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Diversity, Equity, Inclusion, and Culturally Responsive Education: Heterosexism & LGBTQIA Discrimination

This guide provides a starting point to finding resources on diversity, equity, inclusion, and anti-oppression work at Shepherd University.



Heterosexism describes a behavioral system that denies, denigrates, and stigmatizes any nonheterosexual form of behavior, identity, relationship, or community. Heterosexism is often misused as synonymous with homophobia. However, heterosexism is the systemic display of homophobia within societal institutions, created through the assumption that the world is heterosexual and that heterosexuality is superior and normative. In the 1990s, queer scholars began referring to this as normative heterosexuality or heteronormativity. Heteronormativity illustrates the cultural dichotomy that exists between heterosexuality and homosexuality.

Heterosexism is analogous to sexism and racism, with similar parallels in the way it approaches issues in mainstream culture. Heterosexism uses the invisibility of homosexuality to minimize its existence while attacking it personally and institutionally when it becomes more visible. Historically, heterosexism has been found in large societal institutions like religion and law.

 - From Encyclopedia of Sex and Sexuality: Understanding Biology, Psychology, and Culture


Homophobia is considered to be the fear of gay, lesbian, bisexual, or queer people or same-gender sexual behaviors. Homophobia is believed to result from learning and reinforcement over the life span; tolerance and acceptance of sexual minorities are also considered learned behaviors. The development of negative attitudes is often the result of both explicit teachings in an individual’s family, educational, or social setting (including some cultural and religious teachings) and implicit messages about the worth or characteristics of sexual minorities. Silence about sexual minorities’ experiences and the invisibility of sexual minority role models may also contribute to the development of homophobia.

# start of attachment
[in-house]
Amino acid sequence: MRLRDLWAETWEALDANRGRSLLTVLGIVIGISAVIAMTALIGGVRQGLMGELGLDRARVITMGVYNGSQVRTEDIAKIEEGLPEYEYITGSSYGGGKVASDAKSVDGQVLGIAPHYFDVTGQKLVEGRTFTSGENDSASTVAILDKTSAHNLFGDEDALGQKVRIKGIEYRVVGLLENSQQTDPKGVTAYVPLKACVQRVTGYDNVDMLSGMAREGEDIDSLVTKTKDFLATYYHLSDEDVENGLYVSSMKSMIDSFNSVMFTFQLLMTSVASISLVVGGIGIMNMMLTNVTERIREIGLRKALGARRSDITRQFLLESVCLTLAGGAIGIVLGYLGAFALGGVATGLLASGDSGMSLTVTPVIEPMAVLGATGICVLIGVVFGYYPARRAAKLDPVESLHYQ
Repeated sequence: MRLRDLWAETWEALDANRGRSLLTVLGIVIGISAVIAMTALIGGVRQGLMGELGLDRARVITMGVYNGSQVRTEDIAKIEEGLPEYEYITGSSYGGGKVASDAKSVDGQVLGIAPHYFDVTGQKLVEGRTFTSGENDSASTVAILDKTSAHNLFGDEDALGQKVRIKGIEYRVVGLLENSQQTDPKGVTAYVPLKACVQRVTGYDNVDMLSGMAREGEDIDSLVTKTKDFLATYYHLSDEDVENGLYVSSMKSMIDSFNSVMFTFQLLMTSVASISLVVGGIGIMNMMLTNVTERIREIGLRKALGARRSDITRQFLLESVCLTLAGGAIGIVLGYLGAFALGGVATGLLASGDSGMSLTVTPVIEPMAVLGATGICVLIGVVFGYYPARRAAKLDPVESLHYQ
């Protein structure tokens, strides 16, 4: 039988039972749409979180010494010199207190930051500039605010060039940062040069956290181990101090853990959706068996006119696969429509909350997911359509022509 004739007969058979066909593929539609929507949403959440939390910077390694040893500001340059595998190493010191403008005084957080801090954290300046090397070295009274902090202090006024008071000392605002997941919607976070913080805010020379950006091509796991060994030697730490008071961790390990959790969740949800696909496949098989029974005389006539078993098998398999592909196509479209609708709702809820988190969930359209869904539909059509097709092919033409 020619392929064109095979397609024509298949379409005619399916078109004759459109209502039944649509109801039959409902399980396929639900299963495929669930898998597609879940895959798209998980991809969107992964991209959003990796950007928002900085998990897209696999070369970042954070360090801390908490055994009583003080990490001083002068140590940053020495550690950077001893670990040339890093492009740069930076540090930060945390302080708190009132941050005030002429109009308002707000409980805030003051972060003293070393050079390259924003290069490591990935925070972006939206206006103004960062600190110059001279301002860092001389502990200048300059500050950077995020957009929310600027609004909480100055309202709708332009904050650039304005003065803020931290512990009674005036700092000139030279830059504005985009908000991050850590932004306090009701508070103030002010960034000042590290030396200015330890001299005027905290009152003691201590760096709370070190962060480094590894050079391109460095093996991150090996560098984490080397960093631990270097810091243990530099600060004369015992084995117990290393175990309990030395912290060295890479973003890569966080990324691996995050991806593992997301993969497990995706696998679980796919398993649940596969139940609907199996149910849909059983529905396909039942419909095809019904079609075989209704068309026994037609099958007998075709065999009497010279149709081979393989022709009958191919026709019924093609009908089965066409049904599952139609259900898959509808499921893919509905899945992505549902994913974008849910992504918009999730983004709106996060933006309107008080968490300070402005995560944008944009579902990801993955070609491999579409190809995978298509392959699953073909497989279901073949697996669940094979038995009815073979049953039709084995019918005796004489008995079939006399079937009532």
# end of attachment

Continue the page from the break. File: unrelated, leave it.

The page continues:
-From, Encyclopedia of Sex and Sexuality: Understanding Biology, Psychology, and Culture


“Transphobia” refers to attitudes and beliefs about transgender people that stigmatize and antagonize people within the transgender community. The word “transgender” (or “trans”) is often used as an umbrella term to refer to any gender-nonconforming person, behavior, expression, or identity, including people who cross-dress, are transsexual, are genderqueer, are drag queens and kings, as well as a host of other terms that people use to categorize their gender.

-From, Encyclopedia of Sex and Sexuality: Understanding Biology, Psychology, and Culture

Nonbinary Gender Identities

Many cultures traditionally referred to those who identified outside the gender binary as a third gender, but these individuals are commonly referred to as nonbinary within Western society. Nonbinary is an umbrella term to represent individuals who do not identify as exclusively female or male, including varying degrees of female and male, neither female nor male, another gender, or a combination of genders. The nonbinary umbrella includes genderqueer, genderfluid, bigender, trigender, among others as well as nonbinary as a gender, sometimes abbreviated as NB or enby. 

-From, Encyclopedia of Sex and Sexuality: Understanding Biology, Psychology, and Culture

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Understanding Gender Pronouns

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Source: "Why Gender Pronouns Matter" by Seventeen, is licensed under a Standard YouTube License.

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